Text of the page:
How Does Anxiety Work? Interview With Ruth Fernández Matía

The psychologist Ruth Fernández Matía gives several key ideas to understand how anxiety works.

How anxiety works

Anxiety is one of the most frequent psychological disorders, and it can also be produced by a large number of different situations. That is why it is important to know how it works and what characterizes it.

Therefore, in this case we interviewed an expert psychologist in the resolution of anxiety problems: Ruth Fernández Matía.

Managing anxiety problems: interview with Ruth Fernández Matía, psychologist

Ruth Fernández Matía is a health psychologist with many years treating people with anxiety and mood problems. She currently resides in León, a place where she treats patients of all ages. Here she talks about the keys to understanding how anxiety works.

What are the risks of maintaining an anxiety problem for a long time? Can it lead to other disorders?

Anxiety maintained over time can lead to health problems, digestive problems, insomnia, headache, dermatitis … It influences social relationships, as a couple, your academic and work performance … it can affect all quality of life.

The consequences of having suffered anxiety for a long time and without putting a solution, can lead to depressive symptoms, abuse of certain substances or consumption of hypercaloric foods that help in the short term to reduce those levels of nervous activation.

Do you think that it is easy for most people to detect when they have a problem with anxiety, beyond noticing a feeling of discomfort?

Many people are not aware of certain symptoms that anxiety generates; they live like this for a long time and normalize it in their lives.

Anxiety can manifest itself in many ways; at a physiological level there is an activation in our sympathetic nervous system that causes people to perceive themselves at a bad physical level, some manifest a feeling of suffocation and others who are unable to swallow food. Sometimes they are not aware that everything stems from anxiety.

When patients affected by anxiety problems come to your office for the first time, what specifically do they complain about, in general?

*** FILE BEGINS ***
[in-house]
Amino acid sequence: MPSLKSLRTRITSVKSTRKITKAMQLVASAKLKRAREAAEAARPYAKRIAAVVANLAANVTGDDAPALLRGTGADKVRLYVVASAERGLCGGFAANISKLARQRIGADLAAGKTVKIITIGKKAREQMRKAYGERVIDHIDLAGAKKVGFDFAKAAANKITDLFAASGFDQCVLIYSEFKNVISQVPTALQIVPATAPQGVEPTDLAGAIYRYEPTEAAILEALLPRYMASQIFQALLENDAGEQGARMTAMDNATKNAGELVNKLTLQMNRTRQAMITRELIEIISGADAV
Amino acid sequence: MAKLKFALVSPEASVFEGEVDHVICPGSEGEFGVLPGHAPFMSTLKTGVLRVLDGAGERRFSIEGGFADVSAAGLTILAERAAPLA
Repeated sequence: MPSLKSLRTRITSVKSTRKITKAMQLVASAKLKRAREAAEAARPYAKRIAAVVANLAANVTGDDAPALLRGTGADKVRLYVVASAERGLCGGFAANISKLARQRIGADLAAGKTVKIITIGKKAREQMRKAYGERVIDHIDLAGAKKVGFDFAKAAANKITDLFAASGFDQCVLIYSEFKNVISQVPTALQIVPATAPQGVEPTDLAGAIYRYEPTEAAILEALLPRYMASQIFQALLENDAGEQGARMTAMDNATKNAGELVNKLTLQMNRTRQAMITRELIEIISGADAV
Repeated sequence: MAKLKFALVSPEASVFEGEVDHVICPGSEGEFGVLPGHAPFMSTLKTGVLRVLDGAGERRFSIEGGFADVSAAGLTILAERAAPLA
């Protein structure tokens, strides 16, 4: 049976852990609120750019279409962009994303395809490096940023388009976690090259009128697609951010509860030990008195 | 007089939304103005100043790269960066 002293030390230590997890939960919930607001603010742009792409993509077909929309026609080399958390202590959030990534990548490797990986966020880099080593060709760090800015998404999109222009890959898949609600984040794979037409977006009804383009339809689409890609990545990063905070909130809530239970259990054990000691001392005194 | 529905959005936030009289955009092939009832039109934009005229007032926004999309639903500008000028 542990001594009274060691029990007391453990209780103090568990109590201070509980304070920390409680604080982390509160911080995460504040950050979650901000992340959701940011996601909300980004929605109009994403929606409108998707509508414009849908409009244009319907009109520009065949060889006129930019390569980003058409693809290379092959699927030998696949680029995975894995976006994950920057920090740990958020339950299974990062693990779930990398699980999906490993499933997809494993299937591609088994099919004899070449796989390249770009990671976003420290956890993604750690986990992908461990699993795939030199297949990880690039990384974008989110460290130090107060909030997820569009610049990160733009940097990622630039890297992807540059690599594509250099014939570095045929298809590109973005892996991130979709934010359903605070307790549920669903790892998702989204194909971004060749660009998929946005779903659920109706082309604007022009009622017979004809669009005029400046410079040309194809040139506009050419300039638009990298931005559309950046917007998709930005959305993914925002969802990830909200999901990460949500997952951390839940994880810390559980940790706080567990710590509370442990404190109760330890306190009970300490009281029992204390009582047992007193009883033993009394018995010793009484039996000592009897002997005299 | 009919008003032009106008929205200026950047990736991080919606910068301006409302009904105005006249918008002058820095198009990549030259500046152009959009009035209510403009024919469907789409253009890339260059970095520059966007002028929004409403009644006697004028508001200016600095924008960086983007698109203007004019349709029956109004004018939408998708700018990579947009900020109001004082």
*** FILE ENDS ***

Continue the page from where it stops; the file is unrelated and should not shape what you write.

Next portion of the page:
Some report not sleeping, or having different dreams-nightmares, they do not have a restful sleep. Others arrive because they do not control their anger, others because of a low mood and apathy, etc. There are also people who comment that they have begun to think more negative things more than normal, to have fears … although there is a similar symptomatology, each one channels anxiety in a different way.

Once you have detected that the underlying problem has to do with anxiety, what phases does the psychotherapy go through, throughout the sessions?

I always like to evaluate the emotional imbalance that they present in the now, and what their tendency is as a personality trait. In five sessions I carry out the evaluation again, and the patient himself will see how his emotional maladjustment has been reduced by more than 50%.

I carry out a form of therapy with which the patient learns strategies and resources that will help reduce anxiety. I work on my thoughts with very innovative techniques, and there is another behavioral part that is also very important.

After several sessions have passed, what are the first signs that the therapy is working?

Our most important and objective signal is the comparison of the evaluation at the four sessions, there we objectively see the improvement. The patient himself begins to notice that he is sleeping better, that he breathes more calmly as all the symptoms of activation of the sympathetic nervous system are being deactivated.

What tips do you give to prevent excessive build-up of anxiety?

A basic and very preventive advice is to learn to breathe well, breathing is a natural anxiolytic. Our body is a natural pharmacy and we are not taking advantage of it.

Working on our thoughts is very important, because the quality and content of what you think modifies our brain and the body ends up manifesting what our mind believes. You also have to learn to distance yourself from certain thoughts and beliefs, and generate new habits in the patient that lead to a better quality of life.

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